In recent setting aside proceedings, The Hague Court of Appeal had to decide whether an arbitral award issued in proceedings under the International Chamber of Commerce Arbitration Rules had to be set aside due to the fact that the award was contrary to public policy. In its assessment, the court took a bold approach. The decision demonstrates that while the court is conscious of the competence and authority of arbitral tribunals, it will assess a case individually and fully when it comes to public policy.
In 2018 the government adopted its new model bilateral investment treaty (BIT). Following this adoption, the government has now obtained the authorisation required to start the renegotiations with eight non-EU countries and conclude new BITs with two others. The government has made clear that the new model BIT is intended to serve as an opening offer that sets the scene for the negotiations. However, as each negotiation will have its own dynamic, it is difficult to predict what the new Dutch BITs will look like.
The Amsterdam Court of Appeal recently had to decide on an application for recognition and enforcement of an online arbitral award regarding a loan in bitcoins. To date, this has been a subject that the Dutch courts have seldom encountered. Notably, the Amsterdam Court of Appeal took a critical approach in what may be considered a test case for recognition and enforcement of online arbitral awards in the Netherlands.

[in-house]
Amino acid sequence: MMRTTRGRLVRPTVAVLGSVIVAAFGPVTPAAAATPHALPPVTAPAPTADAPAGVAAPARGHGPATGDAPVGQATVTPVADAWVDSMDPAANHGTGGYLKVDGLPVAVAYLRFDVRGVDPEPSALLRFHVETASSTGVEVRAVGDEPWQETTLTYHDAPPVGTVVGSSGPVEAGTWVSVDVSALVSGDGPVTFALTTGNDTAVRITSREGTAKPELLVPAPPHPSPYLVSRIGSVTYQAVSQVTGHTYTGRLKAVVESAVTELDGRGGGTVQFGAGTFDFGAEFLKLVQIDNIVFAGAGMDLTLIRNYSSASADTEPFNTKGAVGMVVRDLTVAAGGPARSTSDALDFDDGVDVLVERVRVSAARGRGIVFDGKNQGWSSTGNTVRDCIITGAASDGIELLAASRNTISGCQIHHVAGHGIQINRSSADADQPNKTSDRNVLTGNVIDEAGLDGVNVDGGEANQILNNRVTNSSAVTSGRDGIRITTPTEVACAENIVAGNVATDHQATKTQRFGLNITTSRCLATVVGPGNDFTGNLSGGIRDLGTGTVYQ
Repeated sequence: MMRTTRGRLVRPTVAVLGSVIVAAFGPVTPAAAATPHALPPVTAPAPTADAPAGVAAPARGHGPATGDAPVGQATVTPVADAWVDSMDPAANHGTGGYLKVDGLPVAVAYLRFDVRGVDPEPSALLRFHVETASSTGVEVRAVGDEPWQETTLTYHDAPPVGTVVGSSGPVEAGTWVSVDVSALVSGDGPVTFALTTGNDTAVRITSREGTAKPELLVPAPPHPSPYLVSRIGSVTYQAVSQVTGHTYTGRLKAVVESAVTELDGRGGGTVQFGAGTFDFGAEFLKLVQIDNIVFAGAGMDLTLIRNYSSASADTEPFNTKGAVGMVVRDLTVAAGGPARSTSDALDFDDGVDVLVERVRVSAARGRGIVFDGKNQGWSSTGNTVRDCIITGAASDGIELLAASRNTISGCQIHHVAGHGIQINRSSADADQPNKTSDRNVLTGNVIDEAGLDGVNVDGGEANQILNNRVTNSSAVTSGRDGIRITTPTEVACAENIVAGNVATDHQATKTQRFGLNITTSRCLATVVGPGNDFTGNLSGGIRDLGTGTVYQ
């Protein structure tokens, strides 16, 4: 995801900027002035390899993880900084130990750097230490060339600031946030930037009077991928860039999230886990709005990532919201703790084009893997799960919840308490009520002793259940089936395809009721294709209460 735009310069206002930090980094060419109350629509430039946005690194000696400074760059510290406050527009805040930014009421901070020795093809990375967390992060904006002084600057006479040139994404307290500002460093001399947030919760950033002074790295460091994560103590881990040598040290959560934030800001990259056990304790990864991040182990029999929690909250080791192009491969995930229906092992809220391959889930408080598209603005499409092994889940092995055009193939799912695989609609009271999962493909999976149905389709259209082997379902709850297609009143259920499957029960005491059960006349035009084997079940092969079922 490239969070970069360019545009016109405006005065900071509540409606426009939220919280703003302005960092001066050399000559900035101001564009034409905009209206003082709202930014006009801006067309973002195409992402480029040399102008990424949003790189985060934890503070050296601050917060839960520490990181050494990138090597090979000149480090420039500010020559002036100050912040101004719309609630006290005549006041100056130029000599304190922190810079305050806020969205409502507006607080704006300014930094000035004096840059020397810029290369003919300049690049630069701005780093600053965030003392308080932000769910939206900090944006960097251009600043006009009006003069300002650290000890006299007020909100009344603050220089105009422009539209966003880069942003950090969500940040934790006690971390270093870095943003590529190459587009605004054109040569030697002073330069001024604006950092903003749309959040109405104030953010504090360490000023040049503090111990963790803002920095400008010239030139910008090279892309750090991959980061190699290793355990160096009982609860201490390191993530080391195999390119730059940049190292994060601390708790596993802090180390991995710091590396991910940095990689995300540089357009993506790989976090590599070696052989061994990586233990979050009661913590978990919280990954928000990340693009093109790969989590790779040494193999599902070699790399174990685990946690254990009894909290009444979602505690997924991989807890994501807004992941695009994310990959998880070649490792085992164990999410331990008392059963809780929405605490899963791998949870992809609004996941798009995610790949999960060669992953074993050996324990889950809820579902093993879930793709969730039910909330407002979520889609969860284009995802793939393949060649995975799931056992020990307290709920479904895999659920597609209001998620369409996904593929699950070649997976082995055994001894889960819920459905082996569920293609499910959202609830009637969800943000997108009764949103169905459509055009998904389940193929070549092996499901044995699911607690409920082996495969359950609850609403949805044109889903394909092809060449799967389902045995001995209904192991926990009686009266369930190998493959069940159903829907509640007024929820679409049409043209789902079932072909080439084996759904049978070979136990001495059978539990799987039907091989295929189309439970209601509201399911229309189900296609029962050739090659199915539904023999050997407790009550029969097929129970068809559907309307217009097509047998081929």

The Netherlands Arbitration Institute (NAI) recently introduced a new transparency policy, which aims to enhance the transparency of arbitral proceedings without harming their confidential nature. This is a promising step by the NAI, which will hopefully contribute to a more cost-effective, efficient and credible arbitration practice in the Netherlands.
In June 2018 a new arbitration court specialised in art-related disputes was launched in The Hague. The court, which offers an attractive and efficient dispute resolution mechanism for cross-border art-related disputes, was founded by the Netherlands Arbitration Institute (NAI) in collaboration with Authentication in Art. According to the NAI's website, it has now started accepting arbitrator and mediator applications for the Court of Arbitration for Art.
The Amsterdam Court of Appeal recently denied jurisdiction against an airline and its ground-handling agent in a case concerning a claim for loss of cargo from the agent's premises at Amsterdam Airport Schiphol. The judgment is relevant for claimants seeking to bring a case against air carriers and their ground-handling agents before the court of the place of destination under Article 33 of the Montreal Convention 1999.
Dutch dismissal law contains certain distinguishing elements which make it unique within Europe. For example, it is based on a dual system, which includes a preventive dismissal assessment. Employers that intend to dismiss employees must be mindful of these unique features. Otherwise, the dismissal attempt may fail, resulting in the nominated employee remaining in the company's employment or the employer paying a higher severance payment to the employee.
For most employers, the threat of high fines has been sufficient to encourage them to try and comply with the EU General Data Protection Regulation (GDPR). Now, more than six months after the GDPR's introduction, the question has arisen as to whether employers' concerns in this regard were justified. Recent case law and an incremental penalty imposed by the Dutch Data Protection Authority show that employers should be taking the GDPR seriously when it comes to personnel files.